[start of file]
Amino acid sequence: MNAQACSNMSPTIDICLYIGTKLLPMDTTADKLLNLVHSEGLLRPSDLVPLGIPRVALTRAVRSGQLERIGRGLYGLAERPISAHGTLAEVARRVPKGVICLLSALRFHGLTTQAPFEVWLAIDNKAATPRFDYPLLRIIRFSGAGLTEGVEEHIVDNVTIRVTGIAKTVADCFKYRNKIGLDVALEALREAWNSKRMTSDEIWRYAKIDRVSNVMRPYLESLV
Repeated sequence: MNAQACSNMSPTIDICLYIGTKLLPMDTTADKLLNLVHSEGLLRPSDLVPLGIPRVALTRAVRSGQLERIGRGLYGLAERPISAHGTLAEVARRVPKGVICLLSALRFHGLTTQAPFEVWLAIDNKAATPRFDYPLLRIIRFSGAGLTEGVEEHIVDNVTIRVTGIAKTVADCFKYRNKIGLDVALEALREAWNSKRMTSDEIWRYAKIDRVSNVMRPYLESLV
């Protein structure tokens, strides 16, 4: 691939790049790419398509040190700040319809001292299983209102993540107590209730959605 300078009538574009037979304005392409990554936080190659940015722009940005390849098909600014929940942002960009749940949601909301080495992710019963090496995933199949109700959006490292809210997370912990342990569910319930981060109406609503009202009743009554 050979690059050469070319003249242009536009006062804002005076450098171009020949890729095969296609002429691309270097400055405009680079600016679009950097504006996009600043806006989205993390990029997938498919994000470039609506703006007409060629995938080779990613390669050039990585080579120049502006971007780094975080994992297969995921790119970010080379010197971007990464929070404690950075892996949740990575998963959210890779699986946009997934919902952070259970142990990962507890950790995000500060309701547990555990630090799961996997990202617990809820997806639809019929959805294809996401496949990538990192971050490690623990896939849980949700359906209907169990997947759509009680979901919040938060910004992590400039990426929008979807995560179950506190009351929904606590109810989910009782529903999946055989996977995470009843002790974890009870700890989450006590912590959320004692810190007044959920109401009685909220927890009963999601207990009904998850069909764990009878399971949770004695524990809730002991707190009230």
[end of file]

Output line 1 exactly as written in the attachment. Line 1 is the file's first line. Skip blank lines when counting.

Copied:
Amino acid sequence: MNAQACSNMSPTIDICLYIGTKLLPMDTTADKLLNLVHSEGLLRPSDLVPLGIPRVALTRAVRSGQLERIGRGLYGLAERPISAHGTLAEVARRVPKGVICLLSALRFHGLTTQAPFEVWLAIDNKAATPRFDYPLLRIIRFSGAGLTEGVEEHIVDNVTIRVTGIAKTVADCFKYRNKIGLDVALEALREAWNSKRMTSDEIWRYAKIDRVSNVMRPYLESLV